Five Reasons Why A Start-Up Brewery Self Distributes

As a start-up brewery nearly a decade ago in North Carolina, The Olde Mecklenburg Brewery had the choice to self distribute their beer or to engage with a wholesale distributor.

When OMB founder John Marrino and his staff looked at the overall situation, they choose self-distribution. Here are five reasons why Marrino and Olde Mecklenburg chooses to self distribute their beer, even as they near 25,000 barrels per year.

  1. Over the years, the number of distributors has decreased significantly while the number of breweries has multiplied. The result is the average distributor has about 980 beer SKUs in its portfolio. We feel, as a start-up (and even if we were a small established brand), we would be lost in such portfolios. We believe our own dedicated sales and distribution force, with only one brand to sell (OMB), is more effective in attaining the market penetration we need to be successful – especially because we only sell in the Charlotte region.

  1. Most of the distributors in a given geography are aligned with one of the big four brewing conglomerates. The top 4 brewing concerns (AB In-Bev, MillerCoors, Constellation & Heineken USA) control about 88 percent of the US beer market. It is naïve to think that a small start-up brewery can compete toe-to-toe inside these portfolios with such large brands. The distribution tier is not truly “independent” as was intended when the three-tier system was created more than 80 years ago. Today, most distributors are effectively “dependent” on one of the big four brewing multinationals.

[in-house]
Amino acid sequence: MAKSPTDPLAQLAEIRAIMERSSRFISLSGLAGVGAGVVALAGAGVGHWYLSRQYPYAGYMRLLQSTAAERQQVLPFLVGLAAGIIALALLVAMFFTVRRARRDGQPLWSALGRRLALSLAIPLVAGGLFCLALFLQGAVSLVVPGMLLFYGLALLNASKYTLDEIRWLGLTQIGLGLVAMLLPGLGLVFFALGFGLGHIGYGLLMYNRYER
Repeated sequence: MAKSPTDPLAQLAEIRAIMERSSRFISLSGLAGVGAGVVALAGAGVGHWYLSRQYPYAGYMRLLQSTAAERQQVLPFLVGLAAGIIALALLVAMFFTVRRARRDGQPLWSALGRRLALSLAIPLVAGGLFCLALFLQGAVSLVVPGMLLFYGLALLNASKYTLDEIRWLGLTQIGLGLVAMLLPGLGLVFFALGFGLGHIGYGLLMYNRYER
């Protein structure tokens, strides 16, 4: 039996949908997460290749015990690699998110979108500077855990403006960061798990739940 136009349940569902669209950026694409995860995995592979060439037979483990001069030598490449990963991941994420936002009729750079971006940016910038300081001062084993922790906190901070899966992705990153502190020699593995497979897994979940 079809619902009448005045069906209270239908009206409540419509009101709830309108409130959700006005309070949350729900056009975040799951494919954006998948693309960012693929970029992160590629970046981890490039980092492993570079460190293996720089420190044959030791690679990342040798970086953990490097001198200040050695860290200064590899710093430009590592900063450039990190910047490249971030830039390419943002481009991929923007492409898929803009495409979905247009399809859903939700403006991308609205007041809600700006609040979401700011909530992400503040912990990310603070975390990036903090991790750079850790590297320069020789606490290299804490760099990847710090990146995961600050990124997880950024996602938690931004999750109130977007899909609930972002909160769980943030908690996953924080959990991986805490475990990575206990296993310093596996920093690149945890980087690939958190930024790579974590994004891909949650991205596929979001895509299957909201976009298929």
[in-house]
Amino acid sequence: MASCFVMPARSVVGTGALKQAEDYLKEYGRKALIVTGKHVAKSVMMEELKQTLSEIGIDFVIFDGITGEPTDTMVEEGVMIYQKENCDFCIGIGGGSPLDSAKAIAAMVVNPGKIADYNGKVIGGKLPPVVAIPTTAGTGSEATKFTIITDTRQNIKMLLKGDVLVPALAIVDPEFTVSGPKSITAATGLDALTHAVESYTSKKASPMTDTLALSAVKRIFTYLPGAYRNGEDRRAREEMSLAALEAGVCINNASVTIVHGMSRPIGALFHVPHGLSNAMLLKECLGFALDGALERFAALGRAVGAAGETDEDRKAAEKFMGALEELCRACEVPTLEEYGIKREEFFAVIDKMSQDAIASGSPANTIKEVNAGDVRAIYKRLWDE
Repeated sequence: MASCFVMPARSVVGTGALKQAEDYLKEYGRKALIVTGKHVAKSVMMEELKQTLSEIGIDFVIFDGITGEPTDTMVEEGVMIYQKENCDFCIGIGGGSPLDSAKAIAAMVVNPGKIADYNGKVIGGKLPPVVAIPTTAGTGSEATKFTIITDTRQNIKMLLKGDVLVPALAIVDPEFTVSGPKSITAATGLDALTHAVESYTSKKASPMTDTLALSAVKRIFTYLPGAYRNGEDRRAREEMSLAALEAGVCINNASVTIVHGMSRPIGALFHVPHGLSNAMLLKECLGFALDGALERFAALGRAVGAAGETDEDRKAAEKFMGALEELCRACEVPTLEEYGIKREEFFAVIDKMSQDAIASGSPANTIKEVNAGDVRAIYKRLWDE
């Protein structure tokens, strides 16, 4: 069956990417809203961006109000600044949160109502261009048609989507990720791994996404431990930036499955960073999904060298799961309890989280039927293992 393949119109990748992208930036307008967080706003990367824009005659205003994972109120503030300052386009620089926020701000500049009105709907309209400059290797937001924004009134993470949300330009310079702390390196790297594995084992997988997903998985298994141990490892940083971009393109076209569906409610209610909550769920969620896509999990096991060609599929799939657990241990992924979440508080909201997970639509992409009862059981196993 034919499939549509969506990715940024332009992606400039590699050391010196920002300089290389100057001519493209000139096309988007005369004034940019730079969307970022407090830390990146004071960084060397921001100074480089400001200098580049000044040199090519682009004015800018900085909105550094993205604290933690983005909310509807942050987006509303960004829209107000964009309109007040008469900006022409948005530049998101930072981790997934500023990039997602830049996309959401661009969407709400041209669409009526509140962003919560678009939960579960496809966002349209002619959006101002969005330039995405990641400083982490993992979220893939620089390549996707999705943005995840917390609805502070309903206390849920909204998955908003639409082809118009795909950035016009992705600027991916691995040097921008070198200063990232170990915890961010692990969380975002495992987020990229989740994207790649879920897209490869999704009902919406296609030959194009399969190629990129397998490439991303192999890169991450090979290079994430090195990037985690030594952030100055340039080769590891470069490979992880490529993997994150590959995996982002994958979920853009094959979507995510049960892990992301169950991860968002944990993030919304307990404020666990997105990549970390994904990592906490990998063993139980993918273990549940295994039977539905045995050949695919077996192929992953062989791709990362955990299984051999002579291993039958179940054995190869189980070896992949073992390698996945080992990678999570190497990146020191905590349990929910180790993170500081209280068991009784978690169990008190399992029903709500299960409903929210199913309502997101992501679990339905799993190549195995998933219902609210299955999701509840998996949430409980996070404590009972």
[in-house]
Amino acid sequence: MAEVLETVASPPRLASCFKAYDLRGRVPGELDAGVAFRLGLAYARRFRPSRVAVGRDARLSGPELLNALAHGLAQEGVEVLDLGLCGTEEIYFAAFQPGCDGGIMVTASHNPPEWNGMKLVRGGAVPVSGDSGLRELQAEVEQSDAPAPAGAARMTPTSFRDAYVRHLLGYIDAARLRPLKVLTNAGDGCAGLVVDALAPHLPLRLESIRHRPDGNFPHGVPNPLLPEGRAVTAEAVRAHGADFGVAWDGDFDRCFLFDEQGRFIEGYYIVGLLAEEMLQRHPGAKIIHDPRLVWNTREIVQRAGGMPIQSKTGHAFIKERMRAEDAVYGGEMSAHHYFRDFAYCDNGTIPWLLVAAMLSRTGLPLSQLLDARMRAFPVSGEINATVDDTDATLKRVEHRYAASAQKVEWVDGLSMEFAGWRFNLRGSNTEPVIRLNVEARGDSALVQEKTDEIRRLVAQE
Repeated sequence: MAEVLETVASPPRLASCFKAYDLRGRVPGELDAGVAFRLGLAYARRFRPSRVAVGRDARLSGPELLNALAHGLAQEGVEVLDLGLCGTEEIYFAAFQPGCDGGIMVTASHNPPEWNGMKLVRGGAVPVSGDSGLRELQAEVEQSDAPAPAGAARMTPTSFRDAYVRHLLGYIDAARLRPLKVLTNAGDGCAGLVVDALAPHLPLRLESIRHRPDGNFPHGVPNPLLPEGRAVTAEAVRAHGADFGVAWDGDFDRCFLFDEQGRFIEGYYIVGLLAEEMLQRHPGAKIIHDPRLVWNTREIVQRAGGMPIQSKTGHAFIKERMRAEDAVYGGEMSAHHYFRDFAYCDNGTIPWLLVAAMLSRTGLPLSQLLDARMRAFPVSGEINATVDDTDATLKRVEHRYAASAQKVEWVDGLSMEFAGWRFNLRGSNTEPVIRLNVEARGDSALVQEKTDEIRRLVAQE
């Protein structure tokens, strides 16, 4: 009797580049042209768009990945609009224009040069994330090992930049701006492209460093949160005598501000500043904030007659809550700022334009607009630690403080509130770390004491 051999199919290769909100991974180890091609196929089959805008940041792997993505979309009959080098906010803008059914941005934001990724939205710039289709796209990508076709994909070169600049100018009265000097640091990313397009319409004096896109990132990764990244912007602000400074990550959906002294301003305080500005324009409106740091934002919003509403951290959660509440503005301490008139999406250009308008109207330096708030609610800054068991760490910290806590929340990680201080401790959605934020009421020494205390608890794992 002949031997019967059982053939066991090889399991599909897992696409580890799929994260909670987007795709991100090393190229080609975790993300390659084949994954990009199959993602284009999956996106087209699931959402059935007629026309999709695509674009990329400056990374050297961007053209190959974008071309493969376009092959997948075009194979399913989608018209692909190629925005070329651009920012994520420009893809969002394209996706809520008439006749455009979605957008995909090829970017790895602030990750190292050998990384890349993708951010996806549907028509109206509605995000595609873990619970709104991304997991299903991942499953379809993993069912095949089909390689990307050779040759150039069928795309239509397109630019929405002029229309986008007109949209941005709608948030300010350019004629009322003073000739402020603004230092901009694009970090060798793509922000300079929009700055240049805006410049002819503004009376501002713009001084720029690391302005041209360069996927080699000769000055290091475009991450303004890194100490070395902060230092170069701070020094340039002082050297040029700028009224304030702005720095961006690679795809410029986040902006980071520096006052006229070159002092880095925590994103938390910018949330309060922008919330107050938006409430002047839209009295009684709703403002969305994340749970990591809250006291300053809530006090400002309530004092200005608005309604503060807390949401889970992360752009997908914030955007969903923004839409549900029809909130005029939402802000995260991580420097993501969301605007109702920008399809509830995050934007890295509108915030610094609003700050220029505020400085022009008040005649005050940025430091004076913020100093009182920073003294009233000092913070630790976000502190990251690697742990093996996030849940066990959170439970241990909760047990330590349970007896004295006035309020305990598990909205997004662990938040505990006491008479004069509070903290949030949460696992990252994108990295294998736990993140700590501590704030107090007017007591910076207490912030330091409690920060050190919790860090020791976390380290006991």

2. We feel the above “dependence” is further exacerbated by “Stealth Craft.” The top 4 brewing concerns buy regional craft breweries, push them into distributor portfolios and then use their influence to have the distributors focus on their brands instead of the local brands in the portfolio. Most consumers do not know these Stealth Craft brands are owned by the top 4 brewing companies. By fooling the consumer into thinking these brands are small and craft, the big 4 can compete more effectively against local start-up breweries.
  3. As in all industries, wholesalers add value to manufacturers by enabling them to sell in far off markets cost-effectively. However, OMB always intends to be a local brewery, only distributing within a narrow geographic region (about a 50-mile radius of Charlotte). Due to the proximity of OMB’s distribution territory and our brewery, it makes more economic sense for OMB to self-distribute than sign with a wholesale distributor, which would require a reduction in gross margin of ca. 25%.
  4. Due to North Carolina franchise laws, when you sign with a distributor, you effectively award them exclusivity in their distribution region, as well as ownership of the brand rights. Regardless of performance, you cannot fire them unless they agree to sell you back your brand rights. We feel that this is too great a risk when coupled with the above points, especially for a start-up brewery without a fully established brand.

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